What to do when transcriptome assembly quality metrics do not concur. How can you decide what assembly is best to annotate and be used as reference?
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3.2 years ago
MBarcelo ▴ 40

Hey Biostars!

I am attempting to assembly and annotate a de novo transcriptome from a vertebrate species with no references (transcriptome or genome). I managed to build several transcriptomes using sequencing data from 6 individuals (PE illumina reads). I read all the manuals and online help I was able to find but I need someone with experience to look at my numbers and give an informed opinion on what assembly is the best so I can proceed with annotation.

A very short summary of the pipelines for my “best” 3 assemblies:

Ass1 -> Raw reads – TrimmomaticTrinity (using all 6 individuals together)

Ass2 -> Raw reads – TrimmomaticrcorrectorTrinity (using all 6 individuals together)

Ass3 -> Raw reads – Oyster River Protocol (assembly of separate samples with three different assemblers Trinity, Spades and Shannon, obtaining 6 assemblies, one per individual) – Orthofuse (after assembly, I merged all 6 individual assemblies into one)

All of them have very good (>90%) alignment rates for the reads (bowtie2) and the fragments (Transrate).

Table of quality metrics for each assembly (in blue what is considered the best quality, in red the worst): enter image description here

My questions are:

Q1 – What to do when the quality metrics point to different directions? Are there any settings (in the assembler options) that can help improve some of the metrics, so I can try to directly improve a specific assembly? (E.g. improve Transrate score or busco for Ass1).

Q2 – From all assemblies, I obtained lots of transcripts, more than I would expect a vertebrate to have (>300,000). This means I have a fragmented transcriptome. However, the Transrate output says I have lots of potential bridges (>100,000). Is there a way I can use these potential bridges to enhance the quality of my transcriptome?

Any help of any sort would be greatly appreciated! I am new at this, I learned a lot from this site and the Biostars Handbook but I am in the need of specific advice on my data :)

Thank you so much for your help.

P.S. I cannot thank enough the BioStar team and all people contributing to this site and the Biostars Handbook for all their help they have already given me. As a suggestion, a chapter (or a book) within the Biostars Handbook about de novo transcriptome assembly and annotation would be awesome :P

RNA-Seq de novo assembly quality • 2.1k views
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Not an expert, but a fellow journey-person down this path. Here's what I can share based on my experiences:

From the Transrate website: "Transrate calculates whether the read mappings contain any evidence that different contigs originate from the same transcript. These theoretical links are called bridges, and the number of bridges is shown in the supported bridges metric." Are you perhaps seeing all these bridges because of sequence isoforms (genuine or produced by the assembler(s))? I'm asking because I don't know if Transrate actually calculates these bridges by looking at contig flank overlaps as much as it does by looking at how well the contigs align with one another. I don't know how the ORP collapses redundant (or near-redundant) sequences, but this is also probably why you're seeing the high bridge estimates in that assembly as well.

Also, I believe the Transrate fragments metric is (or should be) equivalent to the read support you calculated from Bowtie2 (I guess it's just the number of read pairs that map concordantly?).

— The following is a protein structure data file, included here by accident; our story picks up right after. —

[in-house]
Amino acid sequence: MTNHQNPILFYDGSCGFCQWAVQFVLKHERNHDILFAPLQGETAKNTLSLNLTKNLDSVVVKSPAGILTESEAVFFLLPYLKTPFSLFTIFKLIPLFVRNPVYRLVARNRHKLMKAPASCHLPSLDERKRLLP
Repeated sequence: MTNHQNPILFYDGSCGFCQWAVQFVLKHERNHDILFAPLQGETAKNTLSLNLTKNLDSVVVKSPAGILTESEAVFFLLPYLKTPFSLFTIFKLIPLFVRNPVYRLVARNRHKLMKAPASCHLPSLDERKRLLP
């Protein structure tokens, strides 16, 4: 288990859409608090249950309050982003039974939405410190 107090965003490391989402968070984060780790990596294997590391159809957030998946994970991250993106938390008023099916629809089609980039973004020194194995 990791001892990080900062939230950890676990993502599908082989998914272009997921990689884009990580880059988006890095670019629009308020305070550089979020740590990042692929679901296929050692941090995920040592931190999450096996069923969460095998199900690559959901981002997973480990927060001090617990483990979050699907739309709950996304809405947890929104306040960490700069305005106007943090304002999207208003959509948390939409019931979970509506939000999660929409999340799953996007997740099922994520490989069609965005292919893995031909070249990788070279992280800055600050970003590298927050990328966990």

I do also remember seeing it being stated somewhere that Transrate is no longer being developed.

I don't know if > 300,000 assembled contigs is necessarily indicative of anything "bad". For instance I have ca. 1,800,000 contigs from a somewhat similar pooled de novo assembly like yours (same situation, no reference data whatsoever). It's just heavily redundant, and needs to be clustered down (probably to like 90% sequence identity, retaining the longest contigs). Also 300,000 contigs does not equal 300,000 protein coding sequences.

The BUSCO scores look good though (not so much for the third assembly; but it's also a good assembly). IMHO, the first assembly there is probably the "best" once you cluster away some contigs (greater N50 need not necessarily mean more complete ORFs or whatever as far as I know however). I suppose the second assembly would work just as well.

Some questions:

  • What tools are you planning on using for annotation, if I may ask?
  • Did you run any pre-processing on the reads? I ended up with raw reads -> fastp -> Kraken2 -> SortMeRNA -> Trinity -> ???? (annotation) at the moment.

Looking forward to reading your thoughts and inputs!!

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Hi Dunois!

It feels good knowing I am not alone in the struggle. However, I feel you are way ahead of me, not sure my thoughts and input will provide much to our discussion. I will try my best!

Regarding the bridges I am not sure how they are calculated or how useful they can be. When learning about the Transrate output in the manual, I came across the concept of bridges and thought it could be a good asset to improve the quality of the assembly by combining different fragmented transcripts into “complete” ones. But you are right that isoforms can mess with this or you can fall into the dangers of chimeras. I just asked in case there was a software well known to deal with this that I missed by not googling the right words.

I am not greatly concerned about having many transcripts, with the 150bp illumina reads it might be the best I can get. I am considering running extra samples on PacBio to solve this “issue”. Regarding redundancy, I ran cd-hit-est on my biggest assembly and reduced the number of contigs by around 100,000 but it also reduced the BUSCO score so I am not sure it is worth it. I am considering trying the EvidentialGene tr2aacds pipeline that apparently identifies and merges high-quality non-redundant transcripts from different assemblies. But I want to look more into it since it appears to merge the assemblies using transfuse and I read somewhere (do not remember where sorry) that transfuse might not be working properly. Again, I am still looking into this, do not take my word for it.